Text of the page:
- Format Your Quiz with CSS
- Script the Form
- Make Your Mobile Site Search Engine Friendly
- Createa Mobile Search Page
- Use Mobile Blog Themes
- Software: Aside from a text editor, such as Windows Notepad or Mac OS TextEdit, there are no required software applications to complete this course; however, you’ll find the following software useful:
- Dreamweaver CS4 or later: You can download the latest trial version from adobe.com, but if you do, since the trial version is good for only 30 days, do not install it until the third week of the course.
- XAMPPWeb server software. XAMPP is a free Linux Web server emulator you can use to test your Web pages. You can download it from: http://www.apachefriends.org/en/xampp.html . It comes in both Windows and Mac OS versions.
- FTP client software: File Transfer Protocol, or FTP, software allows you to upload your Web page files to a Web server. You can perform this function with built-in Windows or Mac utilities, but will find this much easier with an FTP utility. You can download FileZilla for free at: http://filezilla-project.org/ . It comes in both Windows and Mac versions.
- Webspace: You’ll need a website to which you can upload your assignments. There are several free Web hosting sites available. However, many of them place ads on your pages. This can be very annoying, but if you can live with it, so can I.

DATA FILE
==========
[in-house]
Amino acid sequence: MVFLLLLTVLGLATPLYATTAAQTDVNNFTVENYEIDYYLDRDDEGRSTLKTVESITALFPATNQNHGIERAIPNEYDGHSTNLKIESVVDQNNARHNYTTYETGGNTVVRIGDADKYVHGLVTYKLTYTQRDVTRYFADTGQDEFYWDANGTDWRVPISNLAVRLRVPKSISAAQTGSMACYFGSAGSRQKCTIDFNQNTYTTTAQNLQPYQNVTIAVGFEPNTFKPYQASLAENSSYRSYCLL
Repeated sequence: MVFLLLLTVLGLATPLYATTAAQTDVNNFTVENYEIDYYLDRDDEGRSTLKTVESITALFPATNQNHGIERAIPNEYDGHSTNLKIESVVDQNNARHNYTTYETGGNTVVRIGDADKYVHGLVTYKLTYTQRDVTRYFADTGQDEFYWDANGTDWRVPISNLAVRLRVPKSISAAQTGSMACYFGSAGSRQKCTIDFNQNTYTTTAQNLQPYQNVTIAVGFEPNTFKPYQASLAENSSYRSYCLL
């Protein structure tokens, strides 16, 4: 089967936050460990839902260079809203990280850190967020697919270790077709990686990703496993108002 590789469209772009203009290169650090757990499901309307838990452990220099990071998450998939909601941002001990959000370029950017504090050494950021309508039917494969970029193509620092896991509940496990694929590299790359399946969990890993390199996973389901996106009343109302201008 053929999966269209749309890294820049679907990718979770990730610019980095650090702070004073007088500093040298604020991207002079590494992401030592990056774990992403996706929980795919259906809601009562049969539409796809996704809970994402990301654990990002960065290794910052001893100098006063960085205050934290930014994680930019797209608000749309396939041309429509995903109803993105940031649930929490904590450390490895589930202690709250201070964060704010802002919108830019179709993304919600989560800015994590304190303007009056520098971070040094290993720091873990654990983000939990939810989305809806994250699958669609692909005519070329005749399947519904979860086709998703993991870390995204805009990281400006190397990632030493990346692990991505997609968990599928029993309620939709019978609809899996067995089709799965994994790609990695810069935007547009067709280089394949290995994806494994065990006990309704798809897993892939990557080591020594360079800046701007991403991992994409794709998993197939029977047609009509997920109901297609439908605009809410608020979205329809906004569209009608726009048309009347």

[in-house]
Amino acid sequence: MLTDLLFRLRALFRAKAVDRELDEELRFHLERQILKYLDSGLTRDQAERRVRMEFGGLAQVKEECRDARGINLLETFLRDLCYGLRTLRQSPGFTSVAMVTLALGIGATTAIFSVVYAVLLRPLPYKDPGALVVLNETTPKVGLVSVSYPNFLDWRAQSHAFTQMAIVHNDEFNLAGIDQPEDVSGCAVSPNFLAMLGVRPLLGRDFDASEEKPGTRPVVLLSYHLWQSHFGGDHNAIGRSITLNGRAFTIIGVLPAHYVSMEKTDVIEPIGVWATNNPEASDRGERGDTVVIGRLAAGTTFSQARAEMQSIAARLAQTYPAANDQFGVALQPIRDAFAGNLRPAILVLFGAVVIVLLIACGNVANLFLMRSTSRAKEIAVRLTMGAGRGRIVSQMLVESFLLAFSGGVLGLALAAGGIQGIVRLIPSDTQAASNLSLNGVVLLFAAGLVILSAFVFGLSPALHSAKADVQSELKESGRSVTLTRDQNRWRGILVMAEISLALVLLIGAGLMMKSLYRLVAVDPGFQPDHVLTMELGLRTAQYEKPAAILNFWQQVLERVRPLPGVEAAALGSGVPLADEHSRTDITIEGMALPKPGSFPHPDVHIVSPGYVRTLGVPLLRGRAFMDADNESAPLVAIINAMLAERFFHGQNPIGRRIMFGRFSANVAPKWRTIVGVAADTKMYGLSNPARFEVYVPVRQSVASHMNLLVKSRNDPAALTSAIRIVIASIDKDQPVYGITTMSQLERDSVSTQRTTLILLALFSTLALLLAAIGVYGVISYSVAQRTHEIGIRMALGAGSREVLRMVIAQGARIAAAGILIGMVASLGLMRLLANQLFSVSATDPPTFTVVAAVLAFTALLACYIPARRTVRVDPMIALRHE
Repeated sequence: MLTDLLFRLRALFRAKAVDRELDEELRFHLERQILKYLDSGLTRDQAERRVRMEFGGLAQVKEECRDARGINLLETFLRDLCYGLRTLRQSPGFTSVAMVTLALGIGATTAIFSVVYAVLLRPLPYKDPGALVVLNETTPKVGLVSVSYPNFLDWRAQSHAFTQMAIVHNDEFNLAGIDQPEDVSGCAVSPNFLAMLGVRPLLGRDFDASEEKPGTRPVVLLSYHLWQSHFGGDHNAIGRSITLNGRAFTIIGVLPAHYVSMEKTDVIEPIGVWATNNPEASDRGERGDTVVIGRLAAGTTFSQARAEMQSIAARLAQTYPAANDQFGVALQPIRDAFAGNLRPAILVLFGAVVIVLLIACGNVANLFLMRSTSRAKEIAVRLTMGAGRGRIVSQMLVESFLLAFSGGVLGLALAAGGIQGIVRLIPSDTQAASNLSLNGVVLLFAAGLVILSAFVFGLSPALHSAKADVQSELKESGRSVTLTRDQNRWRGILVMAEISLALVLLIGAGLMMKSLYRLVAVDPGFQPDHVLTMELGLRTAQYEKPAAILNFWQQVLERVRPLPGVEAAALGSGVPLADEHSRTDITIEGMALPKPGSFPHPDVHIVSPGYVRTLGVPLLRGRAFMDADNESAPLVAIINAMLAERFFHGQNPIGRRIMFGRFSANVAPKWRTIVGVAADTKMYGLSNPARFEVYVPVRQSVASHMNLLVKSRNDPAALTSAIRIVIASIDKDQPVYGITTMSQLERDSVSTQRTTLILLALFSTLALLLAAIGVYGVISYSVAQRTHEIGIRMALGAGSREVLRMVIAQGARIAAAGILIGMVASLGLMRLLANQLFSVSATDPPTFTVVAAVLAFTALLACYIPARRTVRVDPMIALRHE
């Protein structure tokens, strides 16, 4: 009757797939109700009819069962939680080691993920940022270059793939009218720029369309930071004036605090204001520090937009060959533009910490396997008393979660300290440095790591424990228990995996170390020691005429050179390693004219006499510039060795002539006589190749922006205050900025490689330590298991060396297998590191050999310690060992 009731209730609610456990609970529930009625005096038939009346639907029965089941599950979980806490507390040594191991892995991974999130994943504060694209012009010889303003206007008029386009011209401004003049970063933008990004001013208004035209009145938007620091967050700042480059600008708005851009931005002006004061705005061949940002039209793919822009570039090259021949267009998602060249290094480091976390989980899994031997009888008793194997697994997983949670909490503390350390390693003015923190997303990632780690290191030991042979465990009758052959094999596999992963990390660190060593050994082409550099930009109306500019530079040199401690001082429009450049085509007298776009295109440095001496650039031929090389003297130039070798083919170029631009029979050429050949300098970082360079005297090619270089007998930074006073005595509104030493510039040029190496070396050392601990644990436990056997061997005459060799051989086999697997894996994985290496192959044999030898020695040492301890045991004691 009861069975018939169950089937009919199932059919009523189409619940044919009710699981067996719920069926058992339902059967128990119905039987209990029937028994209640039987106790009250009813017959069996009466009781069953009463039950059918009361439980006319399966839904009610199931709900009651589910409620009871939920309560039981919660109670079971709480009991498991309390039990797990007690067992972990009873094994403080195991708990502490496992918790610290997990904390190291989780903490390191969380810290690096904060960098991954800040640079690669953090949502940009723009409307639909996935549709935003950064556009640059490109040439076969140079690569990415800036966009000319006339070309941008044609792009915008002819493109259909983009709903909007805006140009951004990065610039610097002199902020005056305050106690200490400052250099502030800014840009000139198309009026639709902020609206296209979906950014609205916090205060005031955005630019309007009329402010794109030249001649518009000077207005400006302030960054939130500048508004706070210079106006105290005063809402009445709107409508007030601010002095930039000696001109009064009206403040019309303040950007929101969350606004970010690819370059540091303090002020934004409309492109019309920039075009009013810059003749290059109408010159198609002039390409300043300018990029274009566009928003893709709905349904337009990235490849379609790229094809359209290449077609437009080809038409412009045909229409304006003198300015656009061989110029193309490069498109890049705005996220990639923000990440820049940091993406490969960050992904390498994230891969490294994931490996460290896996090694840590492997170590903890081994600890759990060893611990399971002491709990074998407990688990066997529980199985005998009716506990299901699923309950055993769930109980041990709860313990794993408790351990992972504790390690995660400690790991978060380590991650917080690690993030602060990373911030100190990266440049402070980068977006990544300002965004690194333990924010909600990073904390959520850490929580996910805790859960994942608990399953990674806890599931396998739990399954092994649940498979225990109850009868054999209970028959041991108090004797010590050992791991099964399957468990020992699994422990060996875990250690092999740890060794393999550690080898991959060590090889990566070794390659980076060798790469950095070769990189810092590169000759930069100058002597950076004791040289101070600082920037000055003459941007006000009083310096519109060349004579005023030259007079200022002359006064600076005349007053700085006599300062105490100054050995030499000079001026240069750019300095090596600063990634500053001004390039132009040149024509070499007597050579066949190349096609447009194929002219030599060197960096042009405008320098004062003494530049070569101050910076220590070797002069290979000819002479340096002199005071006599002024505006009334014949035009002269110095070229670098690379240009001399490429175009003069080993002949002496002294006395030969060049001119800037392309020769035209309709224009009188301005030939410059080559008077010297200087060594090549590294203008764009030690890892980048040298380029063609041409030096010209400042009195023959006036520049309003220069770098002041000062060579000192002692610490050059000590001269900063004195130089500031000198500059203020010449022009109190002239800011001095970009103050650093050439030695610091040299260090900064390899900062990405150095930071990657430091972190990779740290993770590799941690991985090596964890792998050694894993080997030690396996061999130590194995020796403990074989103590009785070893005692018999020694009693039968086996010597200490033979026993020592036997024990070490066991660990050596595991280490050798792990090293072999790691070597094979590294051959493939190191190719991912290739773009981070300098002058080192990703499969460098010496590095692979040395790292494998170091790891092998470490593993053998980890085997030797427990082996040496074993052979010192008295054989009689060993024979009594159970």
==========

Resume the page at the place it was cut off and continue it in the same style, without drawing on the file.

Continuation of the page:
If, nearly 20 years ago, when I first started designing Web sites, you’d have told me I’d be writing a book about designing World Wide Web pages for cell phones, I’d have told you to lay off the crack. In those days, cell phones did nothing other than make and receive calls. (Besides, very few people could afford them.) The Internet, which most of us accessed through dial-up modems over inadequate copper phone lines, was a slow and temperamental Never-never land. I, like everybody else writing about information technology (we didn’t call it that then), was still amazed when my mobile calls connected.
But here we are sliding through 2011 with a round of mobile devices that can handle the Internet nearly as well as full-blown computers. Mobile Web surfers have become a force to contend with. It’s time for Web designers and the companies they work for to make their Websites mobile-device friendly. In this new Dummies book, available at Amazon now, I’ll show you how to do that.
William Harrel – www.williamharrel.com
If, nearly 20 years ago, when I first started designing Web sites, you’d have told me I’d be writing a book about designing World Wide Web pages for cell phones, I’d have told you to lay off the crack. In those days, cell phones did nothing other than make and receive calls. The Internet, which most of us accessed through dial-up modems over inadequate copper phone lines, was a slow and temperamental Never-never land. I, like everybody else writing about information technology (we didn’t call it that then), was still amazed when my mobile calls connected.
But here we are sliding into 2011 with a round of mobile devices that can handle the Internet nearly as well as full-blown computers. Mobile Web surfers have become a force to contend with. It’s time for Web designers and the companies they work for to make their Websites mobile-device friendly. In this new Dummies book, due out next spring, I’ll show you how to do that.
William Harrel – www.williamharrel.com